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Suspected but not convicted, this General went to prison
December 1954 | Volume 6, Issue 1
On February 27, 1863, Stone met the inquisitors for the third time. His final appearance was a triumphant acquittal. He had now seen a copy of the testimony and the charges against him, and could answer each accusation specifically. He easily demolished the Committee’s previous indictment.
Wade, in seeming astonishment, asked “Why did you not give these explanations when you were here before?” Stone replied, “Because … the committee did not state to me the particular cases … I gave general answers to general allegations.”
This was as close as Stone ever came to any official exoneration. He was never able to secure the formal trial which he desired, nor could he be assigned to his old command. For a period he served in the Gulf Department. Later he returned to the East to command a brigade in the Army of the Potomac.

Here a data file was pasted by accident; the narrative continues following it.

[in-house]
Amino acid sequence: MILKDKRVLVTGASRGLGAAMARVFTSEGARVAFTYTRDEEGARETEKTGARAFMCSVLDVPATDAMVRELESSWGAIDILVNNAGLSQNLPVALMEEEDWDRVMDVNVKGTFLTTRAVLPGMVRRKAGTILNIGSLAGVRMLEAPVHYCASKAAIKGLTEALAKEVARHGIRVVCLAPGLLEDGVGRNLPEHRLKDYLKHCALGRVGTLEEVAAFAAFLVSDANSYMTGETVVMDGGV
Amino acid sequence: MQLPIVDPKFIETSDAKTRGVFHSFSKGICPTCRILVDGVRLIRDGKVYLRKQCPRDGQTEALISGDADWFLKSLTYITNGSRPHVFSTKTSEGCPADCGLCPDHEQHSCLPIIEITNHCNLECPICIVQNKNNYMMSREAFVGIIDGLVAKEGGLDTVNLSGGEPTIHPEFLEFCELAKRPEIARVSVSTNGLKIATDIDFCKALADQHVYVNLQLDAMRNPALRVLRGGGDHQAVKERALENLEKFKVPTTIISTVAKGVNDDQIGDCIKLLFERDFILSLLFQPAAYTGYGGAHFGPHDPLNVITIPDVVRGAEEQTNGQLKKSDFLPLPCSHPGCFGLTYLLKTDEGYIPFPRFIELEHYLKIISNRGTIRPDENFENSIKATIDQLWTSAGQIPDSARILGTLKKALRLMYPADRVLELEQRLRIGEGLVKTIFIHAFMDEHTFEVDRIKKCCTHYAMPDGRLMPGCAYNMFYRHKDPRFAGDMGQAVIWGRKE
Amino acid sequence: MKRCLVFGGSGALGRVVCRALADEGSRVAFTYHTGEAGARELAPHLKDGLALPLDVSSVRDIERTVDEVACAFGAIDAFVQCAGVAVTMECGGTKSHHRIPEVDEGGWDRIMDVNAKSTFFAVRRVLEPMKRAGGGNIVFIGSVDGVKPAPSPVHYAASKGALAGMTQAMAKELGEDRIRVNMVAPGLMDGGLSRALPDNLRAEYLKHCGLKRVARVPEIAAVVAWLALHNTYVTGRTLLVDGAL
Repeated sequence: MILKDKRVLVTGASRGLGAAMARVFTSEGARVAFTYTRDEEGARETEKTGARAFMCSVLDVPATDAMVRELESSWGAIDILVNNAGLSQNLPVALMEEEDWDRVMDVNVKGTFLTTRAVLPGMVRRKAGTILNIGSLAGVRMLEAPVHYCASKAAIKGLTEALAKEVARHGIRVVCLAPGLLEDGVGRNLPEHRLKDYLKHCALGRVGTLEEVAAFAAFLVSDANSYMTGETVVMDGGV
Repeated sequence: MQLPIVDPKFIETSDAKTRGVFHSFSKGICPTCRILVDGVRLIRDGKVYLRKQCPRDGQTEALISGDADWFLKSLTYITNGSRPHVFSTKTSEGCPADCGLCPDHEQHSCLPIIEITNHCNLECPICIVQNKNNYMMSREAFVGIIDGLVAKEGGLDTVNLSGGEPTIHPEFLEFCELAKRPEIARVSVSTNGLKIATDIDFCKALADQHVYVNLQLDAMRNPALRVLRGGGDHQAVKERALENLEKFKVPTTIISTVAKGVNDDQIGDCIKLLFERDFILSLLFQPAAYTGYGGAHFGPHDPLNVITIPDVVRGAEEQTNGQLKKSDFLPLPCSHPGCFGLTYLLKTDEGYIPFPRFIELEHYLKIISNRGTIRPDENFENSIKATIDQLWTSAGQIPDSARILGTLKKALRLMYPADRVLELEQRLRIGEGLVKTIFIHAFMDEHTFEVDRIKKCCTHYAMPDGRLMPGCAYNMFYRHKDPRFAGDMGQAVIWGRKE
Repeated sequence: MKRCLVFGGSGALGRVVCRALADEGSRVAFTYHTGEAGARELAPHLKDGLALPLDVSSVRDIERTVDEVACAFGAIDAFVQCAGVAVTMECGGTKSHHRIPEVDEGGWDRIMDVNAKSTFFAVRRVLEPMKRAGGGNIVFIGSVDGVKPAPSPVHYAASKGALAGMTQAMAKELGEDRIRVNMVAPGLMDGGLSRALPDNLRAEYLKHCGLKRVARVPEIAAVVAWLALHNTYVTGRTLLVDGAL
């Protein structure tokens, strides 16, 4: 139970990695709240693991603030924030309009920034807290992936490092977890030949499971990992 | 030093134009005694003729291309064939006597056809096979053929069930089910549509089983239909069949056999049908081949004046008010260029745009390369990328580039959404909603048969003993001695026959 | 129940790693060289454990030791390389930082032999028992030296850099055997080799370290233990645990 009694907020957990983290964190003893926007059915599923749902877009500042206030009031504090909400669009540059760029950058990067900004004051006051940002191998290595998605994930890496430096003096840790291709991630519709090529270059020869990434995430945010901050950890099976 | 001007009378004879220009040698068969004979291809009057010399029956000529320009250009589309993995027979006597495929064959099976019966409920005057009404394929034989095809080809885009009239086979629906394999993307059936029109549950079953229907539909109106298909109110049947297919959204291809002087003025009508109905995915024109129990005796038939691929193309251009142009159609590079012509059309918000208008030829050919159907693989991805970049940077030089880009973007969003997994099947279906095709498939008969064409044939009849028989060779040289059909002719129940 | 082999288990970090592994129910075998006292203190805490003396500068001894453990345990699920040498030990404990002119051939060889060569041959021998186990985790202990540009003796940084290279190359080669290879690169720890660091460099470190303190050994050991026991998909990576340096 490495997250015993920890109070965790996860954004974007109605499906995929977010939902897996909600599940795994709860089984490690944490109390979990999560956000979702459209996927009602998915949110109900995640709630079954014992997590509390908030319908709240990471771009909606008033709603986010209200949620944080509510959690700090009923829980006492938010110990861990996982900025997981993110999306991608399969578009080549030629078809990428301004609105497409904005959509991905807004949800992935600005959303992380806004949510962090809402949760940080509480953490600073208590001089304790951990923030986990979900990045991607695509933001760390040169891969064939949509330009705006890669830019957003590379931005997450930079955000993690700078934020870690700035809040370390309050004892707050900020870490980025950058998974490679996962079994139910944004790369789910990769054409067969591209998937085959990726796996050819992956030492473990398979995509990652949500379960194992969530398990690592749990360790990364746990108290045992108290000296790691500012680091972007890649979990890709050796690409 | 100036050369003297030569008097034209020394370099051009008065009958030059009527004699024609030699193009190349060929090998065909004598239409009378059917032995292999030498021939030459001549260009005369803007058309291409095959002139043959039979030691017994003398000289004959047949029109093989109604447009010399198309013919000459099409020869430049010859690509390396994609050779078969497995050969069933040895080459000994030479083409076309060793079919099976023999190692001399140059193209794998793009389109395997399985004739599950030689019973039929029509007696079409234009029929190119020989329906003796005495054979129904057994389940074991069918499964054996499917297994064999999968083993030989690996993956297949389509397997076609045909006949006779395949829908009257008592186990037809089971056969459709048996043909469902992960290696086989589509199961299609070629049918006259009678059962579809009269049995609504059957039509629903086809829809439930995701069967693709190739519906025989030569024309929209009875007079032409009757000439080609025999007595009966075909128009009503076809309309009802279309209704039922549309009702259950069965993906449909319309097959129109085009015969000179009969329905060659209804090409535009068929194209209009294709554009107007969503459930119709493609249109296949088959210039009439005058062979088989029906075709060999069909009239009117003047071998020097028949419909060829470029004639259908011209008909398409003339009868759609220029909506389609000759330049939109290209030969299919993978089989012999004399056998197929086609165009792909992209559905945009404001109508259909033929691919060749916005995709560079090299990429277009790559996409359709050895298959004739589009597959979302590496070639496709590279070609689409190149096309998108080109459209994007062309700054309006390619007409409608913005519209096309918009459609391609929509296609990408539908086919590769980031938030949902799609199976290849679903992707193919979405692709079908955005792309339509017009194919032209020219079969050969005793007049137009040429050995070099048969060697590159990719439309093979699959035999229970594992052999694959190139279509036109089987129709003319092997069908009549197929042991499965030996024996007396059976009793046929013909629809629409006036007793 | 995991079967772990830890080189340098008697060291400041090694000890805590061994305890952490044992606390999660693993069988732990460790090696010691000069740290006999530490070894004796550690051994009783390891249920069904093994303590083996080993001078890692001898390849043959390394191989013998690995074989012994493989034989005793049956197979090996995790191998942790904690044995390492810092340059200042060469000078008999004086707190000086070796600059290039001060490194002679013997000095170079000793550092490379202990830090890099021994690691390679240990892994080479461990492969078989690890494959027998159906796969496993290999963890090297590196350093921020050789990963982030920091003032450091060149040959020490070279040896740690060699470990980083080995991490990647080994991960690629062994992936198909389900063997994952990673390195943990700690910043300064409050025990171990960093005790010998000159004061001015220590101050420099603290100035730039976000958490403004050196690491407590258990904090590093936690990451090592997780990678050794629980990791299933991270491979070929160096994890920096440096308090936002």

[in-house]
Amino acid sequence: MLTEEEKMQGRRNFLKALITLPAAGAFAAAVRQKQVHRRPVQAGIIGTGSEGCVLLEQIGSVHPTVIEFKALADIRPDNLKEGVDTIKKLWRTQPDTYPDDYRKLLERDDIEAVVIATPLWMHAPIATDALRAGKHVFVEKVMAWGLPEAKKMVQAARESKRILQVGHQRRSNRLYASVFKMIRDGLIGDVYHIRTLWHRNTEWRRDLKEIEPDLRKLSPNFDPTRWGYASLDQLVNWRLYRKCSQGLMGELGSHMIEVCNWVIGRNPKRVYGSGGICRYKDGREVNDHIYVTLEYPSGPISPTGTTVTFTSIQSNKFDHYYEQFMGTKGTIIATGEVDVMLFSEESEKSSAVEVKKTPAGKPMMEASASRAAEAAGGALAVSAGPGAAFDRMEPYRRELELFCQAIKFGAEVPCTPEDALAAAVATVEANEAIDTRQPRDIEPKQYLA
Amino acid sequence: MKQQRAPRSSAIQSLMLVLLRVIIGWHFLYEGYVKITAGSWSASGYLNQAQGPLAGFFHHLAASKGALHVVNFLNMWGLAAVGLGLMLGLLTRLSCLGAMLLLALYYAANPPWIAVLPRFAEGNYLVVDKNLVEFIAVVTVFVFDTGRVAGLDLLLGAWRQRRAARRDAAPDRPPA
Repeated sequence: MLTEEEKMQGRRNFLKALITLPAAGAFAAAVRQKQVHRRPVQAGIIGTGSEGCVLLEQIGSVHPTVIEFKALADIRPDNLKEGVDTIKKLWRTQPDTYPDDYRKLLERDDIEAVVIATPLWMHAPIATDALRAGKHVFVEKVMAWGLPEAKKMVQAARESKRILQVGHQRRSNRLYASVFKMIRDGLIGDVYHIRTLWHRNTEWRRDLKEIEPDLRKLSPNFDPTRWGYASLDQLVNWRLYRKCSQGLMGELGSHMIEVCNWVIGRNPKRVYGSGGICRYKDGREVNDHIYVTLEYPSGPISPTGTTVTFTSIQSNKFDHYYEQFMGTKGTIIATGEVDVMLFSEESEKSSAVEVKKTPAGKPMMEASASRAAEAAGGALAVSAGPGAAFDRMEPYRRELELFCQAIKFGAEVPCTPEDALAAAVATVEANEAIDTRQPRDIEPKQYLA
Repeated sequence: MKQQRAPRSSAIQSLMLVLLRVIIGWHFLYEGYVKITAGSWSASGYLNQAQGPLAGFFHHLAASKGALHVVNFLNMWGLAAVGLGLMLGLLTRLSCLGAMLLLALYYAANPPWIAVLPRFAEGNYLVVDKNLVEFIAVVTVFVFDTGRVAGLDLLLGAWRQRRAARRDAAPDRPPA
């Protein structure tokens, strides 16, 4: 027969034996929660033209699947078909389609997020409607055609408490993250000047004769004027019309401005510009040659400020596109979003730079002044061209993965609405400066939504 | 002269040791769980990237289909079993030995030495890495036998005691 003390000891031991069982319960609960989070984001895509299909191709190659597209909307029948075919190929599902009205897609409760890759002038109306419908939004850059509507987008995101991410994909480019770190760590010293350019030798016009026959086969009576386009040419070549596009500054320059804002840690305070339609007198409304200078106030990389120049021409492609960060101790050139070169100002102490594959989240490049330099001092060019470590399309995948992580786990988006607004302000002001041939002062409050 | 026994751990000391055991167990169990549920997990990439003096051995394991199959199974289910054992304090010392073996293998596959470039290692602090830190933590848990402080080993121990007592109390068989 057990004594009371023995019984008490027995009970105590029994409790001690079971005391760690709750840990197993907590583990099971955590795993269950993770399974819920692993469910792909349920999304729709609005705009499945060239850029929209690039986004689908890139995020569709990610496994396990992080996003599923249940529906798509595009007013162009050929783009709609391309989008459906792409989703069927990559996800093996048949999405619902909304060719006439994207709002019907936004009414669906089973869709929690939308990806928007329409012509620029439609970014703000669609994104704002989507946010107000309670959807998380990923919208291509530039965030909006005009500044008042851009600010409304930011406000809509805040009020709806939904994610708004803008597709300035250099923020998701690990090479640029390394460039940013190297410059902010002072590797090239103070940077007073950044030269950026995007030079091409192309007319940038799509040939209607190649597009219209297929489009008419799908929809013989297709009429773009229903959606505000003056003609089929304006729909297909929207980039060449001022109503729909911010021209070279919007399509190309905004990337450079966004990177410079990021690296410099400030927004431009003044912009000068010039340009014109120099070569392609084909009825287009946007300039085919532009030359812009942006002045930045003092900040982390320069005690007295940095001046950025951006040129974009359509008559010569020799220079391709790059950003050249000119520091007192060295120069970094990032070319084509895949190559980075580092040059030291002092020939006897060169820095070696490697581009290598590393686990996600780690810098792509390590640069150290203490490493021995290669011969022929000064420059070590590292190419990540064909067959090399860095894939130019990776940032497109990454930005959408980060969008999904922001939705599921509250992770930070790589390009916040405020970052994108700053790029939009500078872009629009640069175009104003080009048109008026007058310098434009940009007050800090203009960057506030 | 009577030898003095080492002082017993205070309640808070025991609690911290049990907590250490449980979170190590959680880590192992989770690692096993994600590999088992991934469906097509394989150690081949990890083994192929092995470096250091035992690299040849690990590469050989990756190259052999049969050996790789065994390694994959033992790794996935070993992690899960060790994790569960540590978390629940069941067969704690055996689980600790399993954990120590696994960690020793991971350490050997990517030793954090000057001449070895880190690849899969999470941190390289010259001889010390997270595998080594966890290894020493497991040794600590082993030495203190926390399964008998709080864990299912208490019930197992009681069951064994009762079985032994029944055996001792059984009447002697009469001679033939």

Before embarking on the spring campaign in 1814, he wrote a final appeal to Lincoln: “This will be the last letter which I shall address to you during my life, or to justify myself in history … I respectfully ask, for the sake of the service which I have loved and never dishonored, and for the sake of my name in history … that some act, some word, some order may issue from the Executive which shall place my name clear of reproach, as I know it should be.”
The act, the word, the order never came. Even if he had been a brilliant soldier, his usefulness was ended. Wherever he went, that cloud of suspicion, unknown and damning, moved with him. In 1864 he resigned his commission.
After the war Stone had no trouble seeming employment. Mining and construction companies were eager to hire his engineering talents. In 1870 he went to Egypt to be chief of staff of the khedive’s army. He returned to the United States in 1883 and his death came in 1887. Ironically, in his last job he superintended the laying of the foundation of the Statue of Liberty.